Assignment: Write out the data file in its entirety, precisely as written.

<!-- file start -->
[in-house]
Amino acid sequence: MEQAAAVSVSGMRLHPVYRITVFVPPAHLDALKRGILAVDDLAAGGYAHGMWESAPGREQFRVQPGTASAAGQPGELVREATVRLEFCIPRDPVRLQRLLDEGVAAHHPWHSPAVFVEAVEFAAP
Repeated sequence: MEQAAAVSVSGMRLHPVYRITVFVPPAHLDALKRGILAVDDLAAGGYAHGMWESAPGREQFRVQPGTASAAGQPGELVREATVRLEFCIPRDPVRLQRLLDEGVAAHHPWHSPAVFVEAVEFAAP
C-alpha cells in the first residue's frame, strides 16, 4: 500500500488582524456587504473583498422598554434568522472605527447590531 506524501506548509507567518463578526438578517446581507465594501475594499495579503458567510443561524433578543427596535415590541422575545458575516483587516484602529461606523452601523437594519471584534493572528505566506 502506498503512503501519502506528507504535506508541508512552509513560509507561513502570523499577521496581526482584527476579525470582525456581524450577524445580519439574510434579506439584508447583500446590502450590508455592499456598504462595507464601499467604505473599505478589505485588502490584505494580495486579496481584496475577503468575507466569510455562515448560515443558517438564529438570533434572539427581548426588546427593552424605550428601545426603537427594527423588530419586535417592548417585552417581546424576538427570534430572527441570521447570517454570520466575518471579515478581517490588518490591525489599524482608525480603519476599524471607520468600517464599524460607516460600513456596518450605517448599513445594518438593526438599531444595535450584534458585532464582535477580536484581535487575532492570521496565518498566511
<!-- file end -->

[in-house]
Amino acid sequence: MEQAAAVSVSGMRLHPVYRITVFVPPAHLDALKRGILAVDDLAAGGYAHGMWESAPGREQFRVQPGTASAAGQPGELVREATVRLEFCIPRDPVRLQRLLDEGVAAHHPWHSPAVFVEAVEFAAP
Repeated sequence: MEQAAAVSVSGMRLHPVYRITVFVPPAHLDALKRGILAVDDLAAGGYAHGMWESAPGREQFRVQPGTASAAGQPGELVREATVRLEFCIPRDPVRLQRLLDEGVAAHHPWHSPAVFVEAVEFAAP
C-alpha cells in the first residue's frame, strides 16, 4: 500500500488582524456587504473583498422598554434568522472605527447590531 506524501506548509507567518463578526438578517446581507465594501475594499495579503458567510443561524433578543427596535415590541422575545458575516483587516484602529461606523452601523437594519471584534493572528505566506 502506498503512503501519502506528507504535506508541508512552509513560509507561513502570523499577521496581526482584527476579525470582525456581524450577524445580519439574510434579506439584508447583500446590502450590508455592499456598504462595507464601499467604505473599505478589505485588502490584505494580495486579496481584496475577503468575507466569510455562515448560515443558517438564529438570533434572539427581548426588546427593552424605550428601545426603537427594527423588530419586535417592548417585552417581546424576538427570534430572527441570521447570517454570520466575518471579515478581517490588518490591525489599524482608525480603519476599524471607520468600517464599524460607516460600513456596518450605517448599513445594518438593526438599531444595535450584534458585532464582535477580536484581535487575532492570521496565518498566511